I had the honor of doing a couple of seminars at the Northwest Flower and Garden Show — the third largest show in the world — at the end of February. The demo gardens were breath-taking. (Those are the photos I’m including in this article.) There were hundreds of booths with products and information brimming into the labyrinth of isles. And, yes, there were plenty of bargains to be found, too. You could find art for garden or walls, rare and fun plants, imaginative decor and furniture, the latest in ecological garden innovations, and a plethora of handy tools, foods and other items to make your garden thrive. Most of all there was an endless stream of information about anything you could ever want to know about gardening and landscaping. And creative ideas galore.
I know the San Francisco Flower and Garden Show is coming up at the San Mateo Event Center on March 20th – 24th, and the Southern California Spring Flower and Garden Show at the South Coast Plaza in Orange County on April 25th to 28th. (Okay, admittedly I’m speaking at these, too.) There are also shows large and small in the East, the Midwest and all over the country this spring. If you really want to know how ‘You Can Grow That’ and spend a delightful day wandering through a magical world of all the garden can offer, check out the flower and garden shows in your area. Most are well publicized and all can be found quickly online.
If you love gardening, you simply can’t miss checking out whatever shows are in your area. Chances are you’ll have a fun-filled day and leave with an armful of plants, trinkets and treasures and a head brimming with new ideas for your home garden.
Spring bulbs in the garden
Here’s a little video showing you some of the smaller, early spring bulbs blooming in the garden. These bulbs were planted in the autumn to bloom in late winter or early spring. The ones shown here are Iphion, Oxalis, and Narcissus (Daffodils). There are hundreds more you can plant depending on the color, height and habit of growth you want.
Design with bulbs in masses to make a bold statement, spot them between other plants for color and texture, or naturalize the smaller varieties in lawns where they can create an informal look. Although bulbs tend to bloom for a relatively short time, you can find so many different varieties that you can keep them blooming throughout the growing season. As these early bulbs come into flower, you can start planting bulbs to bloom later in the growing season.
In areas where moles and gophers are a problem, plant your bulbs in wire baskets for protection. If squirrels tend to dig up your bulbs, lay some metal hardware cloth or chicken wire over the top as a flat piece until the new growth starts to grow through the holes. You can then lift the protection off. Most squirrels and other diggers (including cats) will be discouraged by the wire.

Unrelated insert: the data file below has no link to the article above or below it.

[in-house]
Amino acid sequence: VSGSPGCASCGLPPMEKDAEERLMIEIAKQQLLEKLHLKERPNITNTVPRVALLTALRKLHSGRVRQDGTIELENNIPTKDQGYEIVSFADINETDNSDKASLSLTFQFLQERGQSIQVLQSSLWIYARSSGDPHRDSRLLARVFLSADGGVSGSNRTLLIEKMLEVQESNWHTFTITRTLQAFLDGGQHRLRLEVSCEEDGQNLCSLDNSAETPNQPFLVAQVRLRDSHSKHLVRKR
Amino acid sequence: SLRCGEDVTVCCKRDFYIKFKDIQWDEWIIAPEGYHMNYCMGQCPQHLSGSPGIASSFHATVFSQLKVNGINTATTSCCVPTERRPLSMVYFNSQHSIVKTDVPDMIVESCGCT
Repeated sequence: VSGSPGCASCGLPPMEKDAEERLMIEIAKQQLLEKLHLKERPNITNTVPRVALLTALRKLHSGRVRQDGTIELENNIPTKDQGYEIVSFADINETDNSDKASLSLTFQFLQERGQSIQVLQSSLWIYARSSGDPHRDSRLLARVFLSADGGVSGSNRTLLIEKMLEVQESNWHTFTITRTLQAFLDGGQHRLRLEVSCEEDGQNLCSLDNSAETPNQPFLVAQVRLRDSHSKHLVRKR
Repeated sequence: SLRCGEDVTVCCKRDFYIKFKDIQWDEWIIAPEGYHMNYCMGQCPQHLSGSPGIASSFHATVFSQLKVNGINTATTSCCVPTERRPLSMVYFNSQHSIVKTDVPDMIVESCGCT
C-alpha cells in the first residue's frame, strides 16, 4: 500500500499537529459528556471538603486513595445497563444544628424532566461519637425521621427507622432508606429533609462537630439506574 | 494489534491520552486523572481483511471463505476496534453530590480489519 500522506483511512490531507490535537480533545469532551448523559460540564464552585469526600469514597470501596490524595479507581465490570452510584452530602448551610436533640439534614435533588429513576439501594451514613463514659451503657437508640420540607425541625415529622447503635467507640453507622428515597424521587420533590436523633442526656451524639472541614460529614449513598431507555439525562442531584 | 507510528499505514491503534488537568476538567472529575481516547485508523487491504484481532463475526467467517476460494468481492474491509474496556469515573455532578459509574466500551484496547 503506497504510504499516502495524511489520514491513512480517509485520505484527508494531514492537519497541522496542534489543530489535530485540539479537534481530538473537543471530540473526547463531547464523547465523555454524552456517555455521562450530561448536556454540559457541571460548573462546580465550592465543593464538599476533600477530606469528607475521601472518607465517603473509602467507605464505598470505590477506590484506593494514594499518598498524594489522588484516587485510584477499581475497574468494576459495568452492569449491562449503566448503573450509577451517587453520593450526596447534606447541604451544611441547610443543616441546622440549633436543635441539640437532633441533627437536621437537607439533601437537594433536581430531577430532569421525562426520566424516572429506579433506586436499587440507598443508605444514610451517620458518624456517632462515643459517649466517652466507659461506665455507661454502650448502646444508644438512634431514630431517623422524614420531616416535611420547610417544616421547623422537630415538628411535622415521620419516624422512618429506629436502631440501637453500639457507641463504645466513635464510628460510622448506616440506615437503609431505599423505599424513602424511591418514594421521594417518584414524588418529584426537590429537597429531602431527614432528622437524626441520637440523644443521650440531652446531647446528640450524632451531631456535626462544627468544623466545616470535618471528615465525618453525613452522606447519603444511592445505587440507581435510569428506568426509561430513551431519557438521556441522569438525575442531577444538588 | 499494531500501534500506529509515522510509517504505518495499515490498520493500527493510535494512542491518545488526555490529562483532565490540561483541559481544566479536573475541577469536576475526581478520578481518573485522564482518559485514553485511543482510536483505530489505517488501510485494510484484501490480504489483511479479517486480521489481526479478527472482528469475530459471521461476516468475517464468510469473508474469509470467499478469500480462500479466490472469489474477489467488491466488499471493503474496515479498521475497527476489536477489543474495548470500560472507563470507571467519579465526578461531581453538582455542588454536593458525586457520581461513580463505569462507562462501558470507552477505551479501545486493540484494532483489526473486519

Bulbs give some of the showiest displays of flower in the plant kingdom. They are easy to plant and grow. If clumps become over-crowded, simply pull some of them up with a fork and plant the divisions elsewhere.
Also consider some edible bulbs:
This is one of the best months for Southern Californians to get outdoors and get gardening. School’s getting out, summer heat hasn’t fully arrived and the longest days for garden work happen in June. Here’s a quick to-do list of some of the things you can get to work on this month.
- Real estate prices are likely to take their time coming back in most parts of Southern California, so why not make your home a comfortable place to ride out the economic woes. June is a perfect time to add some comforts to your garden. Consider adding a swimming pool, a barbecue area for entertaining, or a golf putting green for practice in your own backyard.
- With all the rain we got this year, it could be a serious year for wildfires. So get out there and clean weeds, gutters and cut back branches that come too close to the house.
- Enjoy the cooler weather for digging and planting. Soon it will be hot for both you and new plants making the job that much more difficult. This could be a great year for adding a raised vegetable garden if you don’t already have one.
- You can still seed root crops like beets and radishes, beans, corn, squash (for later season cropping) and some of the hot-climate spinach substitutes like Malabar spinach. Slow-growing edibles like tomatoes, peppers and eggplant are best set out as small plants in June.
- Pay attention to water. The drought may officially be over, but our water bills are going up anyway. Efficient watering and drought-resistant planting will save you maintenance labor as well as money on your water bill.
- Save lugging waste into bins by building a compost heap. You can construct your own or buy one ready-made.
- If you do have a vegetable garden, check over fruits and vegetables daily for anything that is ready to crop and for incipient signs of insect infestation or disease. Supplement with hand watering and spray any insect invaders hard when watering to dislodge them. Insecticidal soap should handle remaining pests.
- Re-set sprinkler systems and check for low-volume and drip irrigation alternatives. Consider installing smart irrigation controllers to take the guess work out of watering.
- Check ponds and fish regularly. Spring is when disease is most likely as the water warms and fish become more active. Treat at the first sign of white spots, lesions or parasites.
- Consider redesigning your landscape or reducing lawns for lower water consumption. Check into artificial lawns before buying. There are pros and cons you might not know. And consider re-designing lawn so you get the most out of what you have and make the rest of your property more productive and attractive.